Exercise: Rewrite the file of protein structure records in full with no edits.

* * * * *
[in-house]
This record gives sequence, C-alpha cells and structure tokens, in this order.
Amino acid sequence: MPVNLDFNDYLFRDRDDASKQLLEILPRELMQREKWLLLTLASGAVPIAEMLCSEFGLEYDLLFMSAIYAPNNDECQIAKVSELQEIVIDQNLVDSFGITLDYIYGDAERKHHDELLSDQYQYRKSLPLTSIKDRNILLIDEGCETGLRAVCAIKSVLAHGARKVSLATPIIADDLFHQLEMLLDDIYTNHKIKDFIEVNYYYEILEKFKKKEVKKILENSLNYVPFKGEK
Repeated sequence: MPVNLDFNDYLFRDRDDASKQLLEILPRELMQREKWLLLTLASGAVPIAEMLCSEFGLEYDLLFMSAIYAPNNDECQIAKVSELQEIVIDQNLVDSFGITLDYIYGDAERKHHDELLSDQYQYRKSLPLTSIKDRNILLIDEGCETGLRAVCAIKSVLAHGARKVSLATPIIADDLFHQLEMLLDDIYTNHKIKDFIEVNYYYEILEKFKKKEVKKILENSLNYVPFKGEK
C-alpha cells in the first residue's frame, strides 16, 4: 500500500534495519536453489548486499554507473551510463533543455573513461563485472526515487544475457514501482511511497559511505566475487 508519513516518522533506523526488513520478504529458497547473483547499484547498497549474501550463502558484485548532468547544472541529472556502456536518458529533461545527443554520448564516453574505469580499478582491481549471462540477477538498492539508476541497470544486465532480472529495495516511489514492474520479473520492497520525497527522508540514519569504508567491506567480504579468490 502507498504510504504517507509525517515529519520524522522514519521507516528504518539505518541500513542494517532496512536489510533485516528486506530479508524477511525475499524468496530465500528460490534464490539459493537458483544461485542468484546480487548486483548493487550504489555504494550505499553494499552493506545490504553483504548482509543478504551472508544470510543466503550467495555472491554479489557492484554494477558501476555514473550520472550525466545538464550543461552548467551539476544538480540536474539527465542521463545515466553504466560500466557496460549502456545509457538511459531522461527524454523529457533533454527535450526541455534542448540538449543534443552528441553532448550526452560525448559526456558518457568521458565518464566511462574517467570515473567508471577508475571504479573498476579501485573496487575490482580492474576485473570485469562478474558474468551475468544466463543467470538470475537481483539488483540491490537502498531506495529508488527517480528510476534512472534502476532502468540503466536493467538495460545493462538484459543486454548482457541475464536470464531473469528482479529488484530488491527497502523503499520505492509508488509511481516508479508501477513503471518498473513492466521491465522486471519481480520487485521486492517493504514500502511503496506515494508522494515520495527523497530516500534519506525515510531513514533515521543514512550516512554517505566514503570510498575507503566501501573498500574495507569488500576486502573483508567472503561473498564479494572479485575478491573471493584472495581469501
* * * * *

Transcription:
[in-house]
This record gives sequence, C-alpha cells and structure tokens, in this order.
Amino acid sequence: MPVNLDFNDYLFRDRDDASKQLLEILPRELMQREKWLLLTLASGAVPIAEMLCSEFGLEYDLLFMSAIYAPNNDECQIAKVSELQEIVIDQNLVDSFGITLDYIYGDAERKHHDELLSDQYQYRKSLPLTSIKDRNILLIDEGCETGLRAVCAIKSVLAHGARKVSLATPIIADDLFHQLEMLLDDIYTNHKIKDFIEVNYYYEILEKFKKKEVKKILENSLNYVPFKGEK
Repeated sequence: MPVNLDFNDYLFRDRDDASKQLLEILPRELMQREKWLLLTLASGAVPIAEMLCSEFGLEYDLLFMSAIYAPNNDECQIAKVSELQEIVIDQNLVDSFGITLDYIYGDAERKHHDELLSDQYQYRKSLPLTSIKDRNILLIDEGCETGLRAVCAIKSVLAHGARKVSLATPIIADDLFHQLEMLLDDIYTNHKIKDFIEVNYYYEILEKFKKKEVKKILENSLNYVPFKGEK
C-alpha cells in the first residue's frame, strides 16, 4: 500500500534495519536453489548486499554507473551510463533543455573513461563485472526515487544475457514501482511511497559511505566475487 508519513516518522533506523526488513520478504529458497547473483547499484547498497549474501550463502558484485548532468547544472541529472556502456536518458529533461545527443554520448564516453574505469580499478582491481549471462540477477538498492539508476541497470544486465532480472529495495516511489514492474520479473520492497520525497527522508540514519569504508567491506567480504579468490 502507498504510504504517507509525517515529519520524522522514519521507516528504518539505518541500513542494517532496512536489510533485516528486506530479508524477511525475499524468496530465500528460490534464490539459493537458483544461485542468484546480487548486483548493487550504489555504494550505499553494499552493506545490504553483504548482509543478504551472508544470510543466503550467495555472491554479489557492484554494477558501476555514473550520472550525466545538464550543461552548467551539476544538480540536474539527465542521463545515466553504466560500466557496460549502456545509457538511459531522461527524454523529457533533454527535450526541455534542448540538449543534443552528441553532448550526452560525448559526456558518457568521458565518464566511462574517467570515473567508471577508475571504479573498476579501485573496487575490482580492474576485473570485469562478474558474468551475468544466463543467470538470475537481483539488483540491490537502498531506495529508488527517480528510476534512472534502476532502468540503466536493467538495460545493462538484459543486454548482457541475464536470464531473469528482479529488484530488491527497502523503499520505492509508488509511481516508479508501477513503471518498473513492466521491465522486471519481480520487485521486492517493504514500502511503496506515494508522494515520495527523497530516500534519506525515510531513514533515521543514512550516512554517505566514503570510498575507503566501501573498500574495507569488500576486502573483508567472503561473498564479494572479485575478491573471493584472495581469501